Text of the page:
At this time of the year sightings of hen harriers start to become more common along the coast. The birds are moving away from their normal upland habitat in order to spend the winter in comparatively warmer locales. It was on the 31st October that we had our first sighting of the year, a ringtail bird was sighted on the reserve briefly during the day and then again at the end of the day by volunteers Leo Kokoszko and Michael Butler. It was several days before we had another sighting, and what a sighting it was. The Bempton management team came steaming out of their meeting to announce that there was a hen harrier giving great views out of the back of the visitor centre. Management meetings happen every week but such good views of a hen harrier are few and far between. There was one further sighting on the 6th November when a bird was seen over cliff lane. Here’s hoping for more sightings of this wonderful raptor in the coming months.
Hen harrier - RSPB Images
One of my favourite things about this time of year is the movement of wildfowl and we’re starting to see evidence of that. Common scoter were seen heading south in small numbers on the 6th November. At least 50 pink-footed geese were seen flying south on the 1st November, with larger numbers being sighted in the following days.
Pink-footed goose - RSPB Images
The most impressive movement of wildfowl so far, in my opinion, came on the 11th November when just as the day was drawing to an end we were treated to a flypast by 45 majestic whooper swans. A further 16 followed the next day. Seeing these magnificent pure white birds fly past the visitor centre over the blue of the north sea is truly a sight to behold. For those of you who are only familiar with the mute swan regularly seen in parks throughout towns across the country the whooper swan is a far wilder animal than it’s orange billed cousin. It may well be one of my favourite winter visitors, then again, I say that about everything.
Whooper swan - RSPB Images
Youngsters from North Frodingham Primary School have chosen RSPB Bempton Cliffs as their Charity of the Year.
The 13 pupils, all aged between three and five years old, in the Foundation Stage Unit decided to support the East Yorkshire Coast’s popular nature reserve after seeing news coverage of a gannet rescue on the cliff face.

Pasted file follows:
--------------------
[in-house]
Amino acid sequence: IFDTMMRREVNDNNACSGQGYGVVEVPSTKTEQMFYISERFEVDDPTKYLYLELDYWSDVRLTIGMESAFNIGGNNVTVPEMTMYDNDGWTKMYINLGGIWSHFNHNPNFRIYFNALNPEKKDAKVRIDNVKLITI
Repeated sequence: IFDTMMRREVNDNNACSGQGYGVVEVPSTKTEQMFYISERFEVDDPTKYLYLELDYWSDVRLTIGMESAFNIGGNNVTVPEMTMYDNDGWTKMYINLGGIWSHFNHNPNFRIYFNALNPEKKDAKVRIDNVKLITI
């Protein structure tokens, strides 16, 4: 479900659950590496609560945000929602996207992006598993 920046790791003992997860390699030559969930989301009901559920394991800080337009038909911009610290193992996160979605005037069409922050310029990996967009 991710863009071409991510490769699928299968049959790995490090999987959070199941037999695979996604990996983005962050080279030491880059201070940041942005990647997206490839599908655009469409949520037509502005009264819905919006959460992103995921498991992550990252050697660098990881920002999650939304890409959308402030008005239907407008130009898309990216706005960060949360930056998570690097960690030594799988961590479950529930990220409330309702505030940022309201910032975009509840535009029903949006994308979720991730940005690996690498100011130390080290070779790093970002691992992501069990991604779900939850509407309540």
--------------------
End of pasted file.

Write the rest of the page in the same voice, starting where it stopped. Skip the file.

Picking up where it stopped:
Teacher, Tracey Stainton, said the whole class was really concerned about the plight of the seabird which was tangled in fishing wire and dangling from a ledge on the 400 feet high cliffs:
‘The photos made a really big impression on them and they wanted to help in their own small way. From a teaching perspective, choosing the RSPB was a good move as it also ties in with the study of endangered species which we’ll be doing in the spring. This has become even more pertinent with the recent announcement that puffins have been added to the IUCN’s ((International Union for Conservation of Nature) Red List of Threatened Species.’
The children have already started their fund raising activities and their efforts to date have raised £14.20. A cheque for this amount was presented to Sarah Aitken, Bempton Cliffs’ Visitor Experience Officer, when she joined the class for a singing and storytelling session. She was assisted by puppets, Peter Puffin and Gary Gannet and related the tale of The Lonely Puffin before handing our stickers and pin badges to everyone.
‘It’s wonderful that such young children have taken an interest in helping give nature a home. They are the next generation of conservationists and who knows, one day they could be working on the reserve that their donation is helping to protect. We’d like to say a massive thank you to the entire class and we’d love to show them around the nature reserve next Spring.
North Frodingham Primary School